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This is a discussion on Need help with code protocol in Ambulatory Care Nursing / Clinic Nursing, part of Nursing Specialties ... I work in a large, very busy Family Practice office. We have mostly CMA's, a couple of LPN's and 3...by ConfusedRN Mar 1, '06I work in a large, very busy Family Practice office. We have mostly CMA's, a couple of LPN's and 3 RN's. I'm looking for some sort of protocol for running a code in the office setting. Like who is in charge of what, who records, etc. I was unsure how this would work say if there were no RN's in the office when a code occurs. I am sure that most of the work would be taken on by one the providers, but the ancillary staff is going to have some responsibility. Just wonder if anyone out there had something like this implemented in their office.
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- Mar 1, '06 by Nurse RatchedA few questions: what's the extent of the equipment you have available (full crash cart including drugs, defibrillator?) Do you have an outpatient endo clinic and things like that to contend with, or are we strictly talking about Ethel keeling over in the waiting room before she's seen? What's your response time from EMS?
- Mar 1, '06 by ConfusedRNWe have a crash cart (more like a case really) has all the regular stuff, drugs, defibrillator, etc. We are just a free standing, on it's own office- just regular patients coming in for care. We have had a couple of patients walk in in distress and had to whip out the crash cart, but definately not a true Code Blue. Response time for EMS, about 5-10 mins for emergency, 10-15 for non-emergency.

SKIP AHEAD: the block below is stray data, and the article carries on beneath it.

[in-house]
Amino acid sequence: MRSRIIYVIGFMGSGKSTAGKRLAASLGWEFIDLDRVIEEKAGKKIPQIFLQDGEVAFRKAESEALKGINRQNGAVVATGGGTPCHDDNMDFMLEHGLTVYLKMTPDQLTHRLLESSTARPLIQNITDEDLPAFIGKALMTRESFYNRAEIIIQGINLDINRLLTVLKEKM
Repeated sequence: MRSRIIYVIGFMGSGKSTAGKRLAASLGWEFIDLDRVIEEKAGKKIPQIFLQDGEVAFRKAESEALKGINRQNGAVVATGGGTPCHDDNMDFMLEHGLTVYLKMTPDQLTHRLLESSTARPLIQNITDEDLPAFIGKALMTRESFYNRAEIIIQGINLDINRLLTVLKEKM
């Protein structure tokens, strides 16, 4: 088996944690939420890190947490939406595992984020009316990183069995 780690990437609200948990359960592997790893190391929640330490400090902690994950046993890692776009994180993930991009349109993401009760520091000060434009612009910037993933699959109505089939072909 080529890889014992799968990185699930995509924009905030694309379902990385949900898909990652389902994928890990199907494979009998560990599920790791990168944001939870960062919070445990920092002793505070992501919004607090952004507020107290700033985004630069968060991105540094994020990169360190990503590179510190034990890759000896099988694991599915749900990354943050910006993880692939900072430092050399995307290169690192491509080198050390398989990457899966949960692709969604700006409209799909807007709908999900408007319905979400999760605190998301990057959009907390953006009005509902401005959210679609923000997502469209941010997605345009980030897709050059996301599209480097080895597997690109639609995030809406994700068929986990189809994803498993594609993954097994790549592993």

- Mar 2, '06 by Nurse RatchedJust brainstorming with you . We have a defib but some time back dispensed with the drugs. We have a similar EMS response time. We have no one ACLS certified. Your office might consider that, which would leave you with the basics of life support in which I am assuming all your staff are trained. I know it's hard contemplating not having the drugs, but really ask yourself if you would ever be in a position of actually pushing cardiac drugs, and how comfortable would your providers be in calling the shots (you know them - they may be world class former ER docs, or know emergency medicine like the back of their hand, but if they don't then having the meds available may be more of a liability.)
So for your particular office, someone needs to be in charge of:
Getting the crash case
Starting the whole BLS process leading up to defibrillation if necessary - pass the recording to whomever looks least up to handling anything else